Training Future Leaders: Experience from China-ASEAN Cancer Control Training Program
Cancer care professionals are pivotal in translating the knowledge into action in the continuum of cancer control process. Unfortunately, in China and the Association of South-east Asian Nations (ASEAN), limited training opportunities are available for health professionals in the area of cancer prevention and control. Therefore, the Cancer Hospital, Chinese Academy of Medical Sciences (CICAMS), and the International Agency for Research on Cancer (IARC) collaboratively designed and held the China-ASEAN Cancer Control and Prevention Training Program to provide continuing education opportunities for cancer professionals from China and ASEAN countries. The aim of this article is to report on the effectiveness and quality of the program and share our experience. A total of 36 participants from 12 countries completed the whole course including 1-month online learning and 1-week face-to-face workshop and cancer control facility tour in October 2017. After completion of the program, all participants were invited to fill out a questionnaire and to provide their comments on the training course. Out of 36 participants, 33 completed the evaluation form and they rated the training course highly in terms of satisfaction, value, and likelihood of recommending it to other colleagues. Additionally, all participants provided very detailed and practical comments on the course. Such an intensive, short-term, and comprehensive training program is expected to help participants establish a broader view of cancer prevention and control within the wider health services and be involved in national cancer control programs in a more efficient way. This training course could serve as a model for other institutes dedicated to nurturing future leaders in cancer control.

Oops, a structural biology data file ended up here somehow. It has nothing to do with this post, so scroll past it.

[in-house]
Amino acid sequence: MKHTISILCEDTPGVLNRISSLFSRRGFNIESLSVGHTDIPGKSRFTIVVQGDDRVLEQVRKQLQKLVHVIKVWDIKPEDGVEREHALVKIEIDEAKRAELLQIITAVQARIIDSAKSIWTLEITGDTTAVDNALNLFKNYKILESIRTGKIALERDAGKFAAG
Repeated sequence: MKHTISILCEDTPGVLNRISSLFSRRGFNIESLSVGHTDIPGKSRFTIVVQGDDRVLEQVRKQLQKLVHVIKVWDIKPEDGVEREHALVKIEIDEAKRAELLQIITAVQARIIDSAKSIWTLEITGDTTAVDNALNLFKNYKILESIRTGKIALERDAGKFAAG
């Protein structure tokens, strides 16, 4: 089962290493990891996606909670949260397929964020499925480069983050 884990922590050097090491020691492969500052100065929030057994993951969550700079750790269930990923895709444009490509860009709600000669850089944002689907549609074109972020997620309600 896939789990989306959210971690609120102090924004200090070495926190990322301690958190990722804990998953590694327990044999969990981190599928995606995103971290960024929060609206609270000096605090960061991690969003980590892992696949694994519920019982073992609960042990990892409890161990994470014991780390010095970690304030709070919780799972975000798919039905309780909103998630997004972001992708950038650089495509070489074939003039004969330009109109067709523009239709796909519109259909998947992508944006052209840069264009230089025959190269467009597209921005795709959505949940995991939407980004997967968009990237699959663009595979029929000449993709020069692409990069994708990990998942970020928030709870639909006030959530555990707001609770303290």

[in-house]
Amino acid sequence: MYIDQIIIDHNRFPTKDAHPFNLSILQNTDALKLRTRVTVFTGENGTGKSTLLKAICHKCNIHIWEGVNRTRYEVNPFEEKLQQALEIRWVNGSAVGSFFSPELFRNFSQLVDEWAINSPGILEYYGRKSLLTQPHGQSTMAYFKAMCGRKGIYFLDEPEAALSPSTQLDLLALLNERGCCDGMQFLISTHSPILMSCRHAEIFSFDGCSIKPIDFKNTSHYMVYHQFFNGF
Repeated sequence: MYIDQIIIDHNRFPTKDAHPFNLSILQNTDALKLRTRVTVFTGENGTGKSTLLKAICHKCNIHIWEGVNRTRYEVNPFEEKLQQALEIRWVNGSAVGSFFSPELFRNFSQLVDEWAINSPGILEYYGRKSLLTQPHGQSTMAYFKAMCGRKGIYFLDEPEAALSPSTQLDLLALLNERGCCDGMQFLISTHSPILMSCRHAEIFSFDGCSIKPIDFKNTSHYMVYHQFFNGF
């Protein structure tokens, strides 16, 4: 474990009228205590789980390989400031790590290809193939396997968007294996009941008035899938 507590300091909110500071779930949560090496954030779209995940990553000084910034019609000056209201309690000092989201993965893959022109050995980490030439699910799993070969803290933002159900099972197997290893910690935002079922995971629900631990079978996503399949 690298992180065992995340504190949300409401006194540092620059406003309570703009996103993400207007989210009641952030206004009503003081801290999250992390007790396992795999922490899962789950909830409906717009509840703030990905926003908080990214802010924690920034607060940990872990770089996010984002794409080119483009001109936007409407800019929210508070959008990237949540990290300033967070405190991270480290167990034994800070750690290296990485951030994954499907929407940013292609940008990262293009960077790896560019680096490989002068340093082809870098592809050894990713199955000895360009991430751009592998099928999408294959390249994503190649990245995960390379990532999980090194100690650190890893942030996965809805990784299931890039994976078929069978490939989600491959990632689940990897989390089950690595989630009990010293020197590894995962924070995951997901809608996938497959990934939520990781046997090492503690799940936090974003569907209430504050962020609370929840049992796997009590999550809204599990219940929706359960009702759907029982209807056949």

KeywordsContinuing medical education Curriculum evaluation Professional development Cancer control
We acknowledge Mrs. Krittika Pitaksaringkarn and Mr. Yong Jiang for their work in assisting with the planning of the training course. We also acknowledge Drs. Ping Zhao, Catherine Sauvaget, Filip Meheus, Hextan Yuen Sheung Ngan, Wan-Qing Chen, Xiao-Nong Zou, Wen-Qing Li, Guang-Wen Cao, Xi Lin, Ji-Hong Liu, and Yue-Yun Wang for serving as training faculty.
Study concept and design: RS, YLQ, PB, FHZ; Acquisition, analysis, or interpretation of data: RR, SM, AB; Drafting of the manuscript: RR, XQX; Obtained funding: FHZ, YLQ, ZHL; Administrative, technical, or material support: SM, AB, PB; Study supervision: YLQ, RS. All authors read and approved the final manuscript.
The training program was funded by Department of International Cooperation, National Health and Family Planning Commission of Peoples of China; Cancer Foundation of China; Beijing Hope Run Excellent Scientist Fund (project no. PY2018A02); and Sanming Project of Medicine in Shenzhen (project no. SZSM201612024).
Compliance with Ethical Standards
Consent for Publication
Participants were asked to fill in a questionnaire which was developed to assess the effectiveness and quality of the training course after completion of the program. Before completing the questionnaire, participants were reminded of our intention to do the evaluation and of their right not to proceed with it if they no longer wished to and written consent was obtained.
The authors declare that they have no competing interests.
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